Investing.com - U.S. cotton prices rallied to the highest level since February 2012 on Wednesday, amid growing concerns over tightening nearby supplies in the U.S., the world''s top exporter.
On the ICE Futures U.S. Exchange, U.S. cotton futures for May delivery climbed to a session high of $0.9735 a pound earlier, the strongest level since February 3, 2012. Cotton last traded at $0.9629 a pound during U.S. morning hours, up 2.32%, or 2.2 cents.
The May cotton contract surged 3.84%, or 3.5 cents, on Tuesday to settle at $0.9411 a pound.
Prices of the fiber have been well-supported in recent weeks amid speculation tightening global supplies will fall short of demand.
According to the U.S. Department of Agriculture, the U.S. produced 12.87 million 480-pound bales of cotton in 2013, 2.4% below an estimate of 13.2 million bales released earlier this month.
Elsewhere, U.S. sugar futures for May delivery jumped 1.47% to trade at a one-week high of $0.1723 a pound, as investors continued to monitor weather and crop conditions in top grower Brazil.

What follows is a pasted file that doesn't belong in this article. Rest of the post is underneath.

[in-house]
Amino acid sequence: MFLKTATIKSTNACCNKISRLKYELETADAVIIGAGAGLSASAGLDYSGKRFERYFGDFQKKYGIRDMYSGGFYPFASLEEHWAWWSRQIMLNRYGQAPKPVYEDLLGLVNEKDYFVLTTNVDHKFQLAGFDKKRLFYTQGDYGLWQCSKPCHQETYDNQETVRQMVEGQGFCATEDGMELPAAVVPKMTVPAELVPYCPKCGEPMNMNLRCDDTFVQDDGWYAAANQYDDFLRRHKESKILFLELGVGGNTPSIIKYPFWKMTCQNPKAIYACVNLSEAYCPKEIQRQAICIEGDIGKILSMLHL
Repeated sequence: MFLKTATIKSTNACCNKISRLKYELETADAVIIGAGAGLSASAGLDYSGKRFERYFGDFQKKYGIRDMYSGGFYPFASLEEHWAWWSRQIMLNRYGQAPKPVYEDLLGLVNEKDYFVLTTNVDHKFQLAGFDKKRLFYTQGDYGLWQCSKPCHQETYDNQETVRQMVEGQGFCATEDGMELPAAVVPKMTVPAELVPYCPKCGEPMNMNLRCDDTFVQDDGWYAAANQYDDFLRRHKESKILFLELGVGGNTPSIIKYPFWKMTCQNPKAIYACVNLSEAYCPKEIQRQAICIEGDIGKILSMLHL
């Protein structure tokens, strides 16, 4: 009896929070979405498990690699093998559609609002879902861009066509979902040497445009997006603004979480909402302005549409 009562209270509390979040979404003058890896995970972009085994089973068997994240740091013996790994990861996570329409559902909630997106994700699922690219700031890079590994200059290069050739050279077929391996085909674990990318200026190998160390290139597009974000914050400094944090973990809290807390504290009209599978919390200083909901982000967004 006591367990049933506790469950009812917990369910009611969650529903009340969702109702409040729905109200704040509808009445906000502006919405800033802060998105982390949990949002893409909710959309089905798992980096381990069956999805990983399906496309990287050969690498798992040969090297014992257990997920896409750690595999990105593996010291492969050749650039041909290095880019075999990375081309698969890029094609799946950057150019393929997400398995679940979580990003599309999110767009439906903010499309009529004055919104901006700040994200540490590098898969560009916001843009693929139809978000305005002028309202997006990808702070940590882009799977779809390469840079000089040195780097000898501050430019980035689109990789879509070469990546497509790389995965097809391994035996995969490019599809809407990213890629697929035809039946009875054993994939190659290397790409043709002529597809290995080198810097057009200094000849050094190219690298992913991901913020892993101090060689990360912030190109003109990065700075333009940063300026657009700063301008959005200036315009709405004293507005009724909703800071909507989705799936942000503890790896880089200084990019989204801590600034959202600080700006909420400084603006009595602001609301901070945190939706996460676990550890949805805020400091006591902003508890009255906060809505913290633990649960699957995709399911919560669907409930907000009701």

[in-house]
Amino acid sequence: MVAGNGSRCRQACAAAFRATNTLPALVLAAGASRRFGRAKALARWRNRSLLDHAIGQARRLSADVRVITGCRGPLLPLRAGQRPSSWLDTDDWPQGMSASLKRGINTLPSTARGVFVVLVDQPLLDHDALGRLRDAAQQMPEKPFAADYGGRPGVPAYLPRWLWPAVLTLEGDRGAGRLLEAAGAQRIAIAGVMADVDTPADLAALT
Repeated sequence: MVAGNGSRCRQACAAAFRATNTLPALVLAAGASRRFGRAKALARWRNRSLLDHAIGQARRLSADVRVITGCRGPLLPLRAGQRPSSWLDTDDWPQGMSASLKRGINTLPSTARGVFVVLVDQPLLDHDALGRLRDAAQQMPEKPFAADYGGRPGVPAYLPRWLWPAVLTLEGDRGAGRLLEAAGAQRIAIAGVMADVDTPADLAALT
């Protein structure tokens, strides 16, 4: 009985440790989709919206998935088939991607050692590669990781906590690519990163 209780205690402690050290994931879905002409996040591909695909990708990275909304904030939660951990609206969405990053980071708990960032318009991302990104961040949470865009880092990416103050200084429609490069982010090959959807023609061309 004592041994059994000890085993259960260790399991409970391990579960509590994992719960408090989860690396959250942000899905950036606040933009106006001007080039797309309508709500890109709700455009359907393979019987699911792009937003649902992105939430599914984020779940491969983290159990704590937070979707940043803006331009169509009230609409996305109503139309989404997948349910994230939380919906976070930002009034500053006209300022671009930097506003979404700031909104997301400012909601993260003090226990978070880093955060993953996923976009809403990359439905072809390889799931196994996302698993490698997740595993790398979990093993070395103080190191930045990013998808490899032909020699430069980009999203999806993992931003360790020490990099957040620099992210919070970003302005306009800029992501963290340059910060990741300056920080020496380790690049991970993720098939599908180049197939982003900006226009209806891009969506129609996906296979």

The May sugar contract advanced 0.77% to settle at $0.1697 a pound on Tuesday.
Sugar rallied to a four-month high of $0.1846 a pound on March 6, amid speculation dry weather in Brazil will cut this year’s cane crop.
Brazil is the world''s largest sugar producer and exporter, with the U.S. Department of Agriculture estimating the nation accounts for nearly 20% of global production and 39% of global sugar exports.
Meanwhile, Arabica coffee for May delivery dropped 1%, or 1.8 cents, to trade at $1.7293 a pound. Coffee prices lost 0.62%, or 1.1 cents, on Tuesday to settle at $1.7530 a pound.
The May Arabica contract plunged 13.6% last week after weather forecasts predicted much-needed rainfall in Brazil’s main coffee-growing regions.
Arabica prices hit a two-year high of $2.0975 a pound on March 12 as drought conditions in key coffee-growing regions in Brazil was expected to curb output.
Brazil is the world''s largest producer and exporter of Arabica coffee.